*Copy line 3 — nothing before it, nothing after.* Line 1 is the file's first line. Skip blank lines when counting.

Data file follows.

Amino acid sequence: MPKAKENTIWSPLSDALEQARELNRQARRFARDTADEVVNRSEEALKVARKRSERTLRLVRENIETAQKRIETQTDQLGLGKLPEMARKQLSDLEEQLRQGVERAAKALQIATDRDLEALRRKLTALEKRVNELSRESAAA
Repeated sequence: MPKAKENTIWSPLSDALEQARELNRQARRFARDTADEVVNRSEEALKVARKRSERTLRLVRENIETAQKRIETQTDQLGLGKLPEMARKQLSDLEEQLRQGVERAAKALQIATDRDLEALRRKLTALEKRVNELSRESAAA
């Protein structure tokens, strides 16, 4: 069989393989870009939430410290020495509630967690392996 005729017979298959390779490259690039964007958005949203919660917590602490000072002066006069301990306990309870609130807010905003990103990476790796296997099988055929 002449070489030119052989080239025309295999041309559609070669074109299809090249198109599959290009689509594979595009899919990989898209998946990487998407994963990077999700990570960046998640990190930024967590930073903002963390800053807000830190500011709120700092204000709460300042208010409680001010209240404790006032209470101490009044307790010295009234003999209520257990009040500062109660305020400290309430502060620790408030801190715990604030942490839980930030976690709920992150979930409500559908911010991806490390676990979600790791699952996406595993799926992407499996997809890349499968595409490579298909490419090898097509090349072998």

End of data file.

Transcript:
């Protein structure tokens, strides 16, 4: 069989393989870009939430410290020495509630967690392996 005729017979298959390779490259690039964007958005949203919660917590602490000072002066006069301990306990309870609130807010905003990103990476790796296997099988055929 002449070489030119052989080239025309295999041309559609070669074109299809090249198109599959290009689509594979595009899919990989898209998946990487998407994963990077999700990570960046998640990190930024967590930073903002963390800053807000830190500011709120700092204000709460300042208010409680001010209240404790006032209470101490009044307790010295009234003999209520257990009040500062109660305020400290309430502060620790408030801190715990604030942490839980930030976690709920992150979930409500559908911010991806490390676990979600790791699952996406595993799926992407499996997809890349499968595409490579298909490419090898097509090349072998």